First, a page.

I recently accepted my first full-time position as a legal reference librarian. So far, I’m off to a great start: I’ve settled into my office, I’ve fielded reference questions both mundane and complex, and I’ve managed to keep my caffeine intake at an appropriate level (if such a measurement exists).
While projects and patrons keep me busy, I still have time to roam the library in order to get to know our collection and the space. I’ve noticed that we have a small lab room tucked away in the stacks, complete with two scanners and multiple desktop computers.
Full disclaimer: One of my favorite hobbies is tinkering with the law and coming up with fun ways to engage with law students. At any given moment, I’m juggling an obscene amount of new ideas. It actually gets quite exhausting. I’m well aware that many of my ideas will remain on the cutting room floor. But librarians are allowed to dream, right? It’s free, after all — no budget required (yet).
I’ve become a bit obsessed with our computer lab because I recently learned about “makerspaces”. According to Makerspaces.com, they’re a “collaborative work space inside a school, library or separate public/private facility for making, learning, exploring and sharing”. The beautiful thing about makerspaces is the emphasis on technology and tools. The space exists to foster an entrepreneurial spirit. Patrons are encouraged to use their senses – whether it be touch, sight, hearing, etc. – to create something new or innovative in a low pressure or even playful environment.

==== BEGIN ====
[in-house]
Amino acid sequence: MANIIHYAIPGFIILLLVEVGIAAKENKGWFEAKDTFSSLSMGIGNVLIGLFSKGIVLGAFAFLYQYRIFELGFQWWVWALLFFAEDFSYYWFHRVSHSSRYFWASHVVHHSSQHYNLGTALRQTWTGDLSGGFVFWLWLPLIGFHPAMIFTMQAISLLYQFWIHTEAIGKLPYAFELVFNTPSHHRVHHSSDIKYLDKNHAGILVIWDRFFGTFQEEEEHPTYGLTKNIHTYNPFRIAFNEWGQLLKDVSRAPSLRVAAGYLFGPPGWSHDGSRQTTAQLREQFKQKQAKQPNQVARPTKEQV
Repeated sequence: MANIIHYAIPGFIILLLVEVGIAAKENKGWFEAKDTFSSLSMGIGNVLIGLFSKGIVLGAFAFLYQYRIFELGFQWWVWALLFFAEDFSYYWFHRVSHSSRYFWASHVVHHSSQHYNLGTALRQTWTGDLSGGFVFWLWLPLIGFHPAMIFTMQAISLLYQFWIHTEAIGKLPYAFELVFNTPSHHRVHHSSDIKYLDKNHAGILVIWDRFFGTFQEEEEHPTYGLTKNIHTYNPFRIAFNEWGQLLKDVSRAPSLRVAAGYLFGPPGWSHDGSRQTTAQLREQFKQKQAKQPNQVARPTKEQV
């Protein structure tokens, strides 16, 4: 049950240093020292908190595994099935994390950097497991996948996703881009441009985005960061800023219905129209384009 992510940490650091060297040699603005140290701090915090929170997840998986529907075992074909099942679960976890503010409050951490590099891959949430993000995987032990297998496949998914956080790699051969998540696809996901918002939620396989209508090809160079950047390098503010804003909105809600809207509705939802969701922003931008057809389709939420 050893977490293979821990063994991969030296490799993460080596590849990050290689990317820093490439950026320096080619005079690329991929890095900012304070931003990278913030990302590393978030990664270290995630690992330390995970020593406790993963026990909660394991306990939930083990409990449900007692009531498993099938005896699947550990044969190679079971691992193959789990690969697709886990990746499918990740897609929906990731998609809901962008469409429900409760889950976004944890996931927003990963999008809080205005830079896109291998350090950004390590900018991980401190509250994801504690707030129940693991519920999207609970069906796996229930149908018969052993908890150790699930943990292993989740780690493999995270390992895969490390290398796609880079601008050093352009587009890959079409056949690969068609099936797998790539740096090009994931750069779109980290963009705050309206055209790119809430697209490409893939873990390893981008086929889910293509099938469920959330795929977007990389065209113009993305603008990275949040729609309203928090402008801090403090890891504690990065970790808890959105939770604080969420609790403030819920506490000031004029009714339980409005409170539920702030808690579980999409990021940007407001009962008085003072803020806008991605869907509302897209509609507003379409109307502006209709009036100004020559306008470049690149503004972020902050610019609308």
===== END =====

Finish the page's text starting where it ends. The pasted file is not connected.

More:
Law libraries aren’t exactly low pressure or playful, but I believe there’s room for makerspaces in legal education. Possible equipment in law library makerspaces could include bulk scanners for legal digitization projects, video equipment to film workshops or clinical student diaries, or other tools. Even a regular study room with a laptop, whiteboard, and dry erase markers can be transformed into a makerspace, as long as patrons are collaborating and creating something. That “something” could be an idea for a new legal app, legal services clinic, or student pro bono effort.
I would argue that makerspaces are inevitable to produce practice-ready graduates. Thirty-six states have adopted the American Bar Association’s duty of technological competence for lawyers, which requires attorneys to keep up with all the “benefits and risks associated with relevant technology”. If law schools want to help prepare their students for real world legal practice with cutting-edge tech, we should probably start now.
Remember when law school clinics were considered avant-garde? Now, most law schools have multiple clinical education offerings. There may not be any law library makerspaces around at the moment, but I predict there will be many in the future that teach students how to “tech like a lawyer”.